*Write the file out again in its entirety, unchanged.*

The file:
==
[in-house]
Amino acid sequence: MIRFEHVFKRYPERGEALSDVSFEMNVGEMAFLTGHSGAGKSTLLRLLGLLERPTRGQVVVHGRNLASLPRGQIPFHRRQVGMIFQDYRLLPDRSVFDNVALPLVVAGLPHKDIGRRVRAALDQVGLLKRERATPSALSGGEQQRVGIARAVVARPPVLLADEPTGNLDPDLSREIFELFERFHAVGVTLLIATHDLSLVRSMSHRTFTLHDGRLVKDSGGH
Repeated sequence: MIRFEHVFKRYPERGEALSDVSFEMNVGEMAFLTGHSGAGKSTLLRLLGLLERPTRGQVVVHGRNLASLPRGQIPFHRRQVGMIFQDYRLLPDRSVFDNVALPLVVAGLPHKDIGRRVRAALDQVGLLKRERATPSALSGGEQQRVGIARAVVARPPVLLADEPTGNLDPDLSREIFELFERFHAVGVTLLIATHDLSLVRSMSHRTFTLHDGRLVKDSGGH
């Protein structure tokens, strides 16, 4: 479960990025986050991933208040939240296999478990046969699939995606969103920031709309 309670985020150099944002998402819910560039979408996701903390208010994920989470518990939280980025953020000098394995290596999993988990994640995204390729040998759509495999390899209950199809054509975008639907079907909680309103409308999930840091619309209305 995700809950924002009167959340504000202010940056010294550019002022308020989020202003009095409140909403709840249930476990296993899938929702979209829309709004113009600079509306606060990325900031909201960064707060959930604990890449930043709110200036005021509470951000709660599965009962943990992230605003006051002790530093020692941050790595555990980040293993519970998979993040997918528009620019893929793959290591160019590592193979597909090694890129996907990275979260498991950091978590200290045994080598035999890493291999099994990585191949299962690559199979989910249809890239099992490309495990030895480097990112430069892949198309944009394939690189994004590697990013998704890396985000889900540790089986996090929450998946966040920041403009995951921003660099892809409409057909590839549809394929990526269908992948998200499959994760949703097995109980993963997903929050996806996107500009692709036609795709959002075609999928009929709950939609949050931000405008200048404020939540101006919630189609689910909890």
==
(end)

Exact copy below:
[in-house]
Amino acid sequence: MIRFEHVFKRYPERGEALSDVSFEMNVGEMAFLTGHSGAGKSTLLRLLGLLERPTRGQVVVHGRNLASLPRGQIPFHRRQVGMIFQDYRLLPDRSVFDNVALPLVVAGLPHKDIGRRVRAALDQVGLLKRERATPSALSGGEQQRVGIARAVVARPPVLLADEPTGNLDPDLSREIFELFERFHAVGVTLLIATHDLSLVRSMSHRTFTLHDGRLVKDSGGH
Repeated sequence: MIRFEHVFKRYPERGEALSDVSFEMNVGEMAFLTGHSGAGKSTLLRLLGLLERPTRGQVVVHGRNLASLPRGQIPFHRRQVGMIFQDYRLLPDRSVFDNVALPLVVAGLPHKDIGRRVRAALDQVGLLKRERATPSALSGGEQQRVGIARAVVARPPVLLADEPTGNLDPDLSREIFELFERFHAVGVTLLIATHDLSLVRSMSHRTFTLHDGRLVKDSGGH
């Protein structure tokens, strides 16, 4: 479960990025986050991933208040939240296999478990046969699939995606969103920031709309 309670985020150099944002998402819910560039979408996701903390208010994920989470518990939280980025953020000098394995290596999993988990994640995204390729040998759509495999390899209950199809054509975008639907079907909680309103409308999930840091619309209305 995700809950924002009167959340504000202010940056010294550019002022308020989020202003009095409140909403709840249930476990296993899938929702979209829309709004113009600079509306606060990325900031909201960064707060959930604990890449930043709110200036005021509470951000709660599965009962943990992230605003006051002790530093020692941050790595555990980040293993519970998979993040997918528009620019893929793959290591160019590592193979597909090694890129996907990275979260498991950091978590200290045994080598035999890493291999099994990585191949299962690559199979989910249809890239099992490309495990030895480097990112430069892949198309944009394939690189994004590697990013998704890396985000889900540790089986996090929450998946966040920041403009995951921003660099892809409409057909590839549809394929990526269908992948998200499959994760949703097995109980993963997903929050996806996107500009692709036609795709959002075609999928009929709950939609949050931000405008200048404020939540101006919630189609689910909890």